The height of the tower is the achievement and score

This game has an extremely simple system for keeping users engaged over time. Your goal is to always break your previous record. The only scoring and progress system is the height of the tower which makes for a very visual representation that contributes to users’ engagement with the score. Who wouldn’t want their tower to be the tallest? Of course, this system usually creates a problem of convergence – the higher the record the harder it is to break it. Lack of progress can lead to frustration unless there is a mechanism to handle it. In this game, the virtual economy gives the game an extra layer. Once users master the basic principals of building tall towers, they discover more depth that is introduced by the ability to turn collected coins into virtual goods that assist in reaching for the sky.

Focus on rating to get viral

The main social action in the tower is rating, there is no use of a facebook connect plugin here. There are multiple buttons to direct the user towards rating the game and before the user is redirected, there is a nice dialog that makes the transition smoother. There is one place for improvement here. For users who already connected on Game Center, I would recommend switching the rate button action to open Game Center instead of redirecting to the App Store. This allows users to rate the game without leaving the app.

Virtual economy with no in-app purchases – wait what?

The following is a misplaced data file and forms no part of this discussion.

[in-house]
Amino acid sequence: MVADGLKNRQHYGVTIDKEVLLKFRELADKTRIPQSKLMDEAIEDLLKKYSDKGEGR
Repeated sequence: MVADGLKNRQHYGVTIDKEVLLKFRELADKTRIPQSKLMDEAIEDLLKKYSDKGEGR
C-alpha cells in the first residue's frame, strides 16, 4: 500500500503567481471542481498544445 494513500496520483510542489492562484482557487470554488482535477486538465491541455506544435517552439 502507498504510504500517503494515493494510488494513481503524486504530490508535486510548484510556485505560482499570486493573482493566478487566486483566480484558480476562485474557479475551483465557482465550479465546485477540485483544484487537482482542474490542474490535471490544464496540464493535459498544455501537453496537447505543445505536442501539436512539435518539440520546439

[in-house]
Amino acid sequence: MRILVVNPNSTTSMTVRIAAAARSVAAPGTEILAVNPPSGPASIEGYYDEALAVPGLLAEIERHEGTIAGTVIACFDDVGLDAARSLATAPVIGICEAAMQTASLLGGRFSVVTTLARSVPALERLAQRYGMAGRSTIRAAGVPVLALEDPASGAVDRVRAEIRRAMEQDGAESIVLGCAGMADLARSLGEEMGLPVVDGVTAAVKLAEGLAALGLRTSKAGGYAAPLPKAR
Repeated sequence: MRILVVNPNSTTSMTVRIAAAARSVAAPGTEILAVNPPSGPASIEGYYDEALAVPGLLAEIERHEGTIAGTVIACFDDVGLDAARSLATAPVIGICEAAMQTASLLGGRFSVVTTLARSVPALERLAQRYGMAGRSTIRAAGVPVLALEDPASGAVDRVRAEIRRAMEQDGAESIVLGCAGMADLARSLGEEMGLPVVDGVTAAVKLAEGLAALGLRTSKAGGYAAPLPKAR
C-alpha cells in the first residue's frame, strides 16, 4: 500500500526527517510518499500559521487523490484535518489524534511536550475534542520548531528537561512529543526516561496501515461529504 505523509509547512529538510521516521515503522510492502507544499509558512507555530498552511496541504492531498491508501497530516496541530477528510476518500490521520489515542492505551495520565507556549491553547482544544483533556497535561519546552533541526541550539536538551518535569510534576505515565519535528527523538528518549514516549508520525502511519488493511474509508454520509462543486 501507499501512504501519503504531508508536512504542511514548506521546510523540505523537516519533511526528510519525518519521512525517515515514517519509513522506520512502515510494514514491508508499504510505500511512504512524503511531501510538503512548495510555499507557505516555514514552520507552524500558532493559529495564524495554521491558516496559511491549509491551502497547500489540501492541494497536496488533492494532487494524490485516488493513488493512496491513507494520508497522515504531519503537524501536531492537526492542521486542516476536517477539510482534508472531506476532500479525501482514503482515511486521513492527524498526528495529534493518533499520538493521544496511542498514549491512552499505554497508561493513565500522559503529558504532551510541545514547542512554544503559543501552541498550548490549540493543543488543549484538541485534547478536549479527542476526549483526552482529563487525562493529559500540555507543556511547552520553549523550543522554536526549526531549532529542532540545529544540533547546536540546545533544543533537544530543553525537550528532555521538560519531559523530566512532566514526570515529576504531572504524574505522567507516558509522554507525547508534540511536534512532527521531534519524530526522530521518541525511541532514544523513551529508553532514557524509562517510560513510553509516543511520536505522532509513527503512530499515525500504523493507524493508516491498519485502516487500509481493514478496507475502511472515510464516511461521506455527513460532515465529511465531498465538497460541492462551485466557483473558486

One of the reasons I really like this game is that it uses virtual economy purely for engagement and not for monetization. This sounds almost crazy in today’s trends towards in-app purchasing but it shows the designer actually grasped the original purpose of virtual economies and their potential as a retention mechanism. While at first it seems like the game is about tapping at the right moment, the only way to build tall buildings is to master the use of the upgrades. After a few sessions, users already have one or two thousands of coins and can immediately start buying items that are priced in the hundreds:
  • Save Me
  • Extra lives
  • Headstart
  • Redo last move
  • Coin doubler
Most of these items are priced for real money in other games but the tower takes a casual approach and sells them for in-game currency. This adds the game another layer of complexity, increases retention and solves the game progression problem. A+ on the use of virtual economy here.
Show us you care Tweet about this on TwitterShare on FacebookBuffer this pageShare on LinkedInPin on PinterestShare on Google+

Back in July I gave a session at the Casual Connect Conference in San Francisco. The talk was about designing games with virality in mind to maximize the amount of installs the game gets from online sharing and rating as well as from offline word of mouth.